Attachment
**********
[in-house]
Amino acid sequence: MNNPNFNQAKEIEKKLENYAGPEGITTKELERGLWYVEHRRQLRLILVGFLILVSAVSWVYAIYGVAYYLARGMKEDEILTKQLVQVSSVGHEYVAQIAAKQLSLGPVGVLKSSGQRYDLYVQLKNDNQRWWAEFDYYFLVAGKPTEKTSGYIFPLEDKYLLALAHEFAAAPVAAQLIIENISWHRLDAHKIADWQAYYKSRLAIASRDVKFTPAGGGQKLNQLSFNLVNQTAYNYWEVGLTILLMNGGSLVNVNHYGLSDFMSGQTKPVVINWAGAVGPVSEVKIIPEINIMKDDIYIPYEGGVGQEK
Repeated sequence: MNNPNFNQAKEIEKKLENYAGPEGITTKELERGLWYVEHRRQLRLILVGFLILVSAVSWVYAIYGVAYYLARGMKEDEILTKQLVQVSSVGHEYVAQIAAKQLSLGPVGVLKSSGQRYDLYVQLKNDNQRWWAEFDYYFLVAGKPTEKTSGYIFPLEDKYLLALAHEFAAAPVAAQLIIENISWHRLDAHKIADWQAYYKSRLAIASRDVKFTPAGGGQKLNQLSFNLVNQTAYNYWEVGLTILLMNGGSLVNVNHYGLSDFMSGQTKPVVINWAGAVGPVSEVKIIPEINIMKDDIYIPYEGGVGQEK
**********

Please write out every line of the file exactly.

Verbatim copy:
[in-house]
Amino acid sequence: MNNPNFNQAKEIEKKLENYAGPEGITTKELERGLWYVEHRRQLRLILVGFLILVSAVSWVYAIYGVAYYLARGMKEDEILTKQLVQVSSVGHEYVAQIAAKQLSLGPVGVLKSSGQRYDLYVQLKNDNQRWWAEFDYYFLVAGKPTEKTSGYIFPLEDKYLLALAHEFAAAPVAAQLIIENISWHRLDAHKIADWQAYYKSRLAIASRDVKFTPAGGGQKLNQLSFNLVNQTAYNYWEVGLTILLMNGGSLVNVNHYGLSDFMSGQTKPVVINWAGAVGPVSEVKIIPEINIMKDDIYIPYEGGVGQEK
Repeated sequence: MNNPNFNQAKEIEKKLENYAGPEGITTKELERGLWYVEHRRQLRLILVGFLILVSAVSWVYAIYGVAYYLARGMKEDEILTKQLVQVSSVGHEYVAQIAAKQLSLGPVGVLKSSGQRYDLYVQLKNDNQRWWAEFDYYFLVAGKPTEKTSGYIFPLEDKYLLALAHEFAAAPVAAQLIIENISWHRLDAHKIADWQAYYKSRLAIASRDVKFTPAGGGQKLNQLSFNLVNQTAYNYWEVGLTILLMNGGSLVNVNHYGLSDFMSGQTKPVVINWAGAVGPVSEVKIIPEINIMKDDIYIPYEGGVGQEK